They have dismissed the 82-year-old's vague promises of reform as too little, too late.

The army, unlike the repressive police, is widely respected in Egypt, and its appearance on the streets was generally welcomed.

Despite the curfew, shops and offices were looted overnight, and with a thin police presence, the army called "on the Egyptian people to protect the nation, Egypt, and themselves."

That appeared to be an admission that the troops, deployed by Mubarak on Thursday, are unable to control the situation on their own.

Earlier on Saturday, young Egyptians had already formed a human chain to protect the Cairo Museum, which is located in Tahrir Square and which houses the famous Tutankhamun mask and other priceless antiquities.

And efforts were underway around the capital to organize neighborhood watch committees.

Elsewhere, clashes erupted in the key port city of Ismailiya, northeast of the capital, where thousands of workers fought running battles with police.

In Alexandria, hundreds of people camped out by the main mosque in the center of the Mediterranean city vowing to protest again, with several police stations still burning amid sporadic looting.

As in Cairo, tanks were deployed and the police were absent. Civilians directed traffic and conducted clean-up efforts.

Despite the ongoing protests, two Cairo mobile phone networks came back on line on Saturday, a day after all Egyptian operators were told to cut services.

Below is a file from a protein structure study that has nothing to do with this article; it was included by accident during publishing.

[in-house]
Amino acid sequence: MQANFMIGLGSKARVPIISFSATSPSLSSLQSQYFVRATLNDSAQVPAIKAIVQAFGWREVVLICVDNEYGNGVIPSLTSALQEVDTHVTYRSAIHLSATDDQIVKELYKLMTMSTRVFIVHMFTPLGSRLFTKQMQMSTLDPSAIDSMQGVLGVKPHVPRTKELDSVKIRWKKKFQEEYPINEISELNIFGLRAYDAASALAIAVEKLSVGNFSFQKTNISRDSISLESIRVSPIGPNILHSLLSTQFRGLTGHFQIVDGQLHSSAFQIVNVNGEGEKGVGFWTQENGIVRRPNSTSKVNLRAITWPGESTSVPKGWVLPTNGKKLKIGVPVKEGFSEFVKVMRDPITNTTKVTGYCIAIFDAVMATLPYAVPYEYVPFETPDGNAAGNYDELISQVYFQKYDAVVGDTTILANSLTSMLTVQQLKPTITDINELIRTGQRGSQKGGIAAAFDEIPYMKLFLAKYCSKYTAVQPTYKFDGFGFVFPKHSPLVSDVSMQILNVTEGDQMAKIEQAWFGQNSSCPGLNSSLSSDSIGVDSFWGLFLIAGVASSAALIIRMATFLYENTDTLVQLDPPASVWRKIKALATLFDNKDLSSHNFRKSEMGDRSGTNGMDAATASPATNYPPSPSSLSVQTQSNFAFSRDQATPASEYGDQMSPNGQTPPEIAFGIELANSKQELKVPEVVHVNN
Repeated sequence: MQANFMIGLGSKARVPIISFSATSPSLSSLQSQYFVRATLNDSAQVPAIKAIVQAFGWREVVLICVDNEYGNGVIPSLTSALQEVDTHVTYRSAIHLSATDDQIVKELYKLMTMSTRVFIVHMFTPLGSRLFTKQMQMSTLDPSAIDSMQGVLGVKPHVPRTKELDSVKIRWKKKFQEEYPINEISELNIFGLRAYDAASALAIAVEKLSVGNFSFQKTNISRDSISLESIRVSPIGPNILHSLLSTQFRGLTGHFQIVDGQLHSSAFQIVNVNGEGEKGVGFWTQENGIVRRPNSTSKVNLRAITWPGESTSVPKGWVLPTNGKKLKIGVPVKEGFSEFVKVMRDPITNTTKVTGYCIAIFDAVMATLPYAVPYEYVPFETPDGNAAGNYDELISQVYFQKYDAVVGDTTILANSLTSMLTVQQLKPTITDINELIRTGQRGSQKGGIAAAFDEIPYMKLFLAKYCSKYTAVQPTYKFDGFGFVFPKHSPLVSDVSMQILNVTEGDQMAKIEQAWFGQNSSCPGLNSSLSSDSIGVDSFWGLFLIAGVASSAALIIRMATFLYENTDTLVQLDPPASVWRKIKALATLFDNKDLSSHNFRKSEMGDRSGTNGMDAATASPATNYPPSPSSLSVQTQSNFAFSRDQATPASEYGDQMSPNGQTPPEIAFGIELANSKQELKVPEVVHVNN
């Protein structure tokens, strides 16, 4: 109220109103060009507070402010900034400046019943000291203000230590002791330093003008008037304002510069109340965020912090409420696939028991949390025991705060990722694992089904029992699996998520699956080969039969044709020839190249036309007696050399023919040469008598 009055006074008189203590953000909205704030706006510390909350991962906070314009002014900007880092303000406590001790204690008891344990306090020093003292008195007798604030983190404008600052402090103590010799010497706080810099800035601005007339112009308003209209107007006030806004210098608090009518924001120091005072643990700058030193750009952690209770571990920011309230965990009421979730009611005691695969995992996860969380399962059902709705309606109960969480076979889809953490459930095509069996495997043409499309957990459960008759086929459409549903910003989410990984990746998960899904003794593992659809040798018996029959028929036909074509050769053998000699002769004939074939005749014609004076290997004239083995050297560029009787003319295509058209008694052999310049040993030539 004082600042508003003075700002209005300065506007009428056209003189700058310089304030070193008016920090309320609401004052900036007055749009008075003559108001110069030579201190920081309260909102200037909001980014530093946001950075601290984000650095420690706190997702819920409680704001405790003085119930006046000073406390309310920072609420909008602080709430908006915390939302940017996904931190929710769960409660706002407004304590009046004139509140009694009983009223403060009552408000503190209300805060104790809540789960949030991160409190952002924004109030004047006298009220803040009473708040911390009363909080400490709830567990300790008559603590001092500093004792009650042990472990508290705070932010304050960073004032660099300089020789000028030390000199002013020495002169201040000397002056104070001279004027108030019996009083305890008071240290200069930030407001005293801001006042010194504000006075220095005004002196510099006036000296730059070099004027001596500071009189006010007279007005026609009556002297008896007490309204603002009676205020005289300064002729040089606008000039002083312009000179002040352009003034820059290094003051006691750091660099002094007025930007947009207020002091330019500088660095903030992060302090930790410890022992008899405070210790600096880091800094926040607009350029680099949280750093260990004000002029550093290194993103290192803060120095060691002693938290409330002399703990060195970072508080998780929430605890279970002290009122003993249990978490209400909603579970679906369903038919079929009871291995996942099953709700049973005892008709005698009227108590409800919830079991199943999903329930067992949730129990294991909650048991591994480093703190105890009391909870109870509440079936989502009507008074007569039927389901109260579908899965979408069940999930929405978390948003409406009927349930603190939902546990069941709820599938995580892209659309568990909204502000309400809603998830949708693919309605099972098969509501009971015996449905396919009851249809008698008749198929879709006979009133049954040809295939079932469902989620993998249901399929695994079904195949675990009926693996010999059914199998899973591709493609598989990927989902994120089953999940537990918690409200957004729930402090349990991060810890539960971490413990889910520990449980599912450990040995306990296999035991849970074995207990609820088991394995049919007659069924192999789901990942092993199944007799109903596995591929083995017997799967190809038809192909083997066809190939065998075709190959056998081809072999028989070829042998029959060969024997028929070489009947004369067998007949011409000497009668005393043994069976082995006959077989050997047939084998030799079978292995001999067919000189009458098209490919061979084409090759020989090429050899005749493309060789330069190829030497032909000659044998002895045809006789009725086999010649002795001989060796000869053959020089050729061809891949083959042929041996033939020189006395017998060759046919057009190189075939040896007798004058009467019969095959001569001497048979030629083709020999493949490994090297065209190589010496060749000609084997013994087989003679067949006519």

But Internet access appeared still to be cut by late afternoon.

U.S. President Barack Obama called on the Egyptian authorities not to use violence against the political protests, driving home his message in a 30-minute phone call with Mubarak.

He urged Mubarak to take "concrete" steps towards political reforms, saying he must turn "a moment of volatility" into "a moment of promise."

Later on Saturday, State Department spokesman Philip Crowley repeated concerns about the unrest.

"With protesters still on the streets of Egypt, we remain concerned about the potential for violence and again urge restraint on all sides," he wrote on Twitter.

"The people of Egypt no longer accept the status quo. They are looking to their government for a meaningful process to foster real reform," he wrote in a second message on the micro-blogging service.

Washington has toughened its line on a key Middle Eastern ally, warning Egypt it would review billions of dollars in aid based on the behavior of its security forces.

Egypt is one of the world's largest recipients of U.S. aid, receiving $1.3 billion annually in military assistance alone.

The demonstrations, inspired by events in Tunisia, are the largest in Egypt in the three decades of Mubarak's rule, sending shock waves across the region.

At least 1,500 civilians and 1,000 police have been injured since Tuesday.

Meanwhile, the outside world was reacting nervously to events in Egypt.

Travel agencies postponed departures for popular tourist destination on Saturday, as capitals issued new warnings to their citizens to avoid visiting the country.

On Saturday, the Saudi stock market, the Arab world's largest, dropped 6.43 percent on the soaring tensions in Egypt.

And the Cairo exchange, which was due to start a new week of trading on Sunday after losing at least 10 percent this week, said it will remain closed for the day along with the nation's banks.